Bruno Forment, Ghent University/Vrije Universiteit Brussel, Belgium
Compiled in the early 20th century and currently held at the Felixarchief (Antwerp), the “Indicateurs des décors de répertoire” document the use of +3,000 flats, drops, and props in 134 operas and operettas at the Théâtre Royal (Bourla) in Antwerp. Show More
Bruno Forment is lecturer in music and opera history at the Vrije Universiteit Brussel and postdoctoral fellow (FWO) at Universiteit Gent. He has published widely on the history of opera, and in particular on 18th-century opera seria and stage design. Since 2008, he has been working intensively on the "Dubosq" collection in Kortrijk, Europe's largest holding of historical stage sets. He has recently edited the proceedings volume Revaluing theatrical heritage: chalenges and opportunities and created Dido verlaten, a music theatre production with period orchestra Il Fondamento, actor Jos Verbist and the poet Flor Deqlercq.
Peter Ruthven Hall, United Kingdom
I will draw on 9 case studies to illustrate a talk about how we in the UK are working with rakes. I will include a theatre that has lost character by removal of the rake contrasted with one that has not; Show More
Dominique Lauvernier, Ecole Pratique des Hautes Etudes (HISTARA), Paris & Caen University, France
The preserved machineries were built in the last thirty years of the 18th century, and most of them in the 19th century, when the european stage machinery became simplified and normalized; Show More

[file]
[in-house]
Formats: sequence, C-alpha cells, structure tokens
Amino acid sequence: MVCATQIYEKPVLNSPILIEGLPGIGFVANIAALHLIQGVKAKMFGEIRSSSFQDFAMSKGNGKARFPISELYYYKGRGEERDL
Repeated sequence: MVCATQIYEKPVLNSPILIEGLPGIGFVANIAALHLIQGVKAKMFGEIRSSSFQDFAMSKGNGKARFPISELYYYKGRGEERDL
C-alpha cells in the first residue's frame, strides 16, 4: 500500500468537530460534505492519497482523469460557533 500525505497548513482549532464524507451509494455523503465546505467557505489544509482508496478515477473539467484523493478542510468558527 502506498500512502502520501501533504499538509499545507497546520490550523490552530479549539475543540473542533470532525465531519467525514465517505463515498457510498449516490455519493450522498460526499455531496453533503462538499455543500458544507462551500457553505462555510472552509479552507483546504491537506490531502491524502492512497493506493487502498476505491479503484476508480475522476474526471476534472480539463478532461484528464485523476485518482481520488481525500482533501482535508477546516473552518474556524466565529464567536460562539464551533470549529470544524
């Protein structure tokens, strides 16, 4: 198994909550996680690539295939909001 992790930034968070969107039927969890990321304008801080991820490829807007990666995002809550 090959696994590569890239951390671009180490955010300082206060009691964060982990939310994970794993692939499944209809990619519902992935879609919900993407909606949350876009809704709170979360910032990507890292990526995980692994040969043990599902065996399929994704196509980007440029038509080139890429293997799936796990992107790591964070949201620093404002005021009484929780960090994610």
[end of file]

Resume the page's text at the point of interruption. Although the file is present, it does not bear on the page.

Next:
Jean-Guy Lecat, theatrEurope vzw, France
Last year I have to do a set for the opera ‘Guillaume Tell’, which is a challenge for any set designer as the story needs: a village, a lake with a boat, a house in montages, a castle in montage that had to burn and a happy end with what is considered in Suisse land a revolution. Show More
Space designer, developer of architecture, world-renowned theatre designer, theatre maker, and theatre architecture design consultant, Jean-Guy Lecat devotes himself fully to the transformation of space for performance. He is untiring in his exploration of the interaction of theatre and architecture, design and performance, space and storytelling.
Jerome Maeckelbergh, theatrEurope vzw, Belgium
This presentation will give reactions on the feasibility study ordered by the City of Antwerp on the renovation of the Bourla theatre. Pointing out the weaknesses of the study, specifically on the pretended ameliorations of sight lines and pretended upgrade of the auditorium. Show More
Jerome studied Fine Arts (painting and sculpture) at the Royal Academy of Antwerp, and then drunk too much with student actors who later became director. This resulted in a scenographers career starting in 1974. He has designed more than 50 productions, combining this with designing and making special props, masks and sculptures for countless other productions.
Jerome Maeckelbergh, theatrEurope vzw, Belgium
On the hand of a scale model, in the first part of this presentation, solutions will be shown for companies who have complaints and problems to play or make a production on a raked floor. Show More
In the seventies, Jerome worked many times as scenographer for the KJT (the Royal Youth Theatre) performing at the Bourla theatre. Problem there was that the KJT performed parallel with the KNS (Royal Dutch Theatre): Wednesday, Saterday and Sunday afternoon the stage was for the KJT, but they were not allowed to use bars that were in use for the adult perfomances of the KNS. As way out of this restrictions he discovered the possibilities of the historical understage machinery. It was strongly discouraged by the then technical director as this machinery was not used since time immemorial and thefore unreliable. Luckily Jerome, still young and reckless, forced through that crazy idea to discover that all that machinery still worked well and smooth.